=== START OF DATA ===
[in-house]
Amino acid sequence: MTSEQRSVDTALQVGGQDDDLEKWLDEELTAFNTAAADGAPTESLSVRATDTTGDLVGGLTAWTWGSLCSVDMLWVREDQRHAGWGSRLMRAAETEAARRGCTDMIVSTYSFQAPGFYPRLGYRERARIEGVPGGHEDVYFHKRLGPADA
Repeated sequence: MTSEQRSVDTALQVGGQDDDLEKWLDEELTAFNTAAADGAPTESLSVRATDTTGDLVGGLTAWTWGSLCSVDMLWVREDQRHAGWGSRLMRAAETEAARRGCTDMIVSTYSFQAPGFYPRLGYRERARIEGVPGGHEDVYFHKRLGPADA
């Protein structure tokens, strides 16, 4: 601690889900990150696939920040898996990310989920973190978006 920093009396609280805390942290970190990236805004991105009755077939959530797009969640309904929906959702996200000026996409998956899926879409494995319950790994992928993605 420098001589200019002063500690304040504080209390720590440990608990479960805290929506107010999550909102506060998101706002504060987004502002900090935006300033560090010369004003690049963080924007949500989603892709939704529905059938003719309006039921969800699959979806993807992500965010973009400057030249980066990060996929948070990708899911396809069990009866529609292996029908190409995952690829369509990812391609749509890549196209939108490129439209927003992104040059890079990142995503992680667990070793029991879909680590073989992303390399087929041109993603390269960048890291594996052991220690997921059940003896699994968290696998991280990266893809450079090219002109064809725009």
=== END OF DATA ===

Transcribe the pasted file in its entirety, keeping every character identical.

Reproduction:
[in-house]
Amino acid sequence: MTSEQRSVDTALQVGGQDDDLEKWLDEELTAFNTAAADGAPTESLSVRATDTTGDLVGGLTAWTWGSLCSVDMLWVREDQRHAGWGSRLMRAAETEAARRGCTDMIVSTYSFQAPGFYPRLGYRERARIEGVPGGHEDVYFHKRLGPADA
Repeated sequence: MTSEQRSVDTALQVGGQDDDLEKWLDEELTAFNTAAADGAPTESLSVRATDTTGDLVGGLTAWTWGSLCSVDMLWVREDQRHAGWGSRLMRAAETEAARRGCTDMIVSTYSFQAPGFYPRLGYRERARIEGVPGGHEDVYFHKRLGPADA
């Protein structure tokens, strides 16, 4: 601690889900990150696939920040898996990310989920973190978006 920093009396609280805390942290970190990236805004991105009755077939959530797009969640309904929906959702996200000026996409998956899926879409494995319950790994992928993605 420098001589200019002063500690304040504080209390720590440990608990479960805290929506107010999550909102506060998101706002504060987004502002900090935006300033560090010369004003690049963080924007949500989603892709939704529905059938003719309006039921969800699959979806993807992500965010973009400057030249980066990060996929948070990708899911396809069990009866529609292996029908190409995952690829369509990812391609749509890549196209939108490129439209927003992104040059890079990142995503992680667990070793029991879909680590073989992303390399087929041109993603390269960048890291594996052991220690997921059940003896699994968290696998991280990266893809450079090219002109064809725009």